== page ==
Feiglin on the Grocery Law

Keep Government Out of Private Religious Practice

by Moshe Feiglin

The “Grocery Store Bill” that passed today in the Knesset is an excellent example of why the State should not be involved in religious affairs. What is the story behind this bill? In the beginning, there was a law prohibiting the opening of businesses, including grocery stores, on Shabbat. In Tel Aviv, the law was ignored. The High Court supported Tel Aviv. The Knesset opposed Tel Aviv.

The bill turned into a major political battle. After a full course of baseless hatred all around, we have come full circle: The new bill says what had already been the case in practice: In communities that wish to have open groceries on Shabbat, the groceries will be open. In communities that wish to have closed groceries on Shabbat, the groceries will be closed.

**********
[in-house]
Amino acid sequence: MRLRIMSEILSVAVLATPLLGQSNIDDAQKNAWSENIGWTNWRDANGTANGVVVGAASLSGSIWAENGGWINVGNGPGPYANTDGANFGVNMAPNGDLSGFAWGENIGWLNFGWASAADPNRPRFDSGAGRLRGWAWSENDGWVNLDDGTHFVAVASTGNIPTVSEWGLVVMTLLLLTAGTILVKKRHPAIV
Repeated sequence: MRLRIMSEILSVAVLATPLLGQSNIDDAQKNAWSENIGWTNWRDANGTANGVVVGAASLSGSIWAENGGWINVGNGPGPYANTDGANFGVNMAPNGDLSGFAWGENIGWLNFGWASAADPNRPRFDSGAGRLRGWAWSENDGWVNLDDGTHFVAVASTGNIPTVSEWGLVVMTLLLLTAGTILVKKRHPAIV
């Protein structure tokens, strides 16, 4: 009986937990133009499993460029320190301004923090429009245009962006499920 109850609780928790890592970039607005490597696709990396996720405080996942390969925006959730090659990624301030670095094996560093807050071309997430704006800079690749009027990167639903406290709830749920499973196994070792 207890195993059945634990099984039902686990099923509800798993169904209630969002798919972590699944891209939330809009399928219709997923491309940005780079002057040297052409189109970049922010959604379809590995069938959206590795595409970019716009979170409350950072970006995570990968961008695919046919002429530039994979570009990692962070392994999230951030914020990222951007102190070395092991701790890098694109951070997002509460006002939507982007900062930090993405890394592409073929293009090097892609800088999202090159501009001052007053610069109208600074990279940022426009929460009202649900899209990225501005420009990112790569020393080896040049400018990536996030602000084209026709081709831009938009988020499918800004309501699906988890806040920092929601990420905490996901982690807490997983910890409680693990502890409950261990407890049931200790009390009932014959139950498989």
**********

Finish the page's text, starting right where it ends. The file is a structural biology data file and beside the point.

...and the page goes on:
What does Zehut say?

We must remove the entire issue from the Knesset and its conflict-instigators, and give the authority to decide on Shabbat observance for private businesses to the communities. In the words of President Trump, “All we are doing is recognizing reality”. (Reality, by the way, is the secular name for the Master of the Universe). For more on Religion and State, see our Platform Synopsis.

Comments are closed, but trackbacks and pingbacks are open.